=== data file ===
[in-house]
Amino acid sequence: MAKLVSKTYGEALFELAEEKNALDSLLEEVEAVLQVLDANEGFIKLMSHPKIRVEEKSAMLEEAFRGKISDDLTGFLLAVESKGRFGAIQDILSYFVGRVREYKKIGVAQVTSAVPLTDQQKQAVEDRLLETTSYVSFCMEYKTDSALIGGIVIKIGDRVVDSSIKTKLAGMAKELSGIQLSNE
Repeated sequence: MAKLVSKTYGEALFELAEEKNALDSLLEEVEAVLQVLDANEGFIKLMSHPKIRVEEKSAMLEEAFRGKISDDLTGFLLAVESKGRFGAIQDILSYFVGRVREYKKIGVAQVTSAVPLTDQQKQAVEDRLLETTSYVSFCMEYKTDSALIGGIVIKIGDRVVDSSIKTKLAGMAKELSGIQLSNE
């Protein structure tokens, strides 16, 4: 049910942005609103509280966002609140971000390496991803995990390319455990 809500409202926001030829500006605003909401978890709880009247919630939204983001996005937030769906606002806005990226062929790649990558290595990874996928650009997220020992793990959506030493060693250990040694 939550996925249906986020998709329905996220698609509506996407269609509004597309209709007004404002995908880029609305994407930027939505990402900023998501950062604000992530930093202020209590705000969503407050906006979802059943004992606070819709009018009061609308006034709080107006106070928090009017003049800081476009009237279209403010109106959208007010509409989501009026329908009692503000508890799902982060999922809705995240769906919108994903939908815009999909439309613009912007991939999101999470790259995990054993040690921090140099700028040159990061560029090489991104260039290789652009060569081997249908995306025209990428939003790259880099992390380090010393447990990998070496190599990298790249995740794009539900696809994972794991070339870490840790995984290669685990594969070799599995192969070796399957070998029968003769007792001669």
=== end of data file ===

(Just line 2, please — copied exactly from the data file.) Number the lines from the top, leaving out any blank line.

Amino acid sequence: MAKLVSKTYGEALFELAEEKNALDSLLEEVEAVLQVLDANEGFIKLMSHPKIRVEEKSAMLEEAFRGKISDDLTGFLLAVESKGRFGAIQDILSYFVGRVREYKKIGVAQVTSAVPLTDQQKQAVEDRLLETTSYVSFCMEYKTDSALIGGIVIKIGDRVVDSSIKTKLAGMAKELSGIQLSNE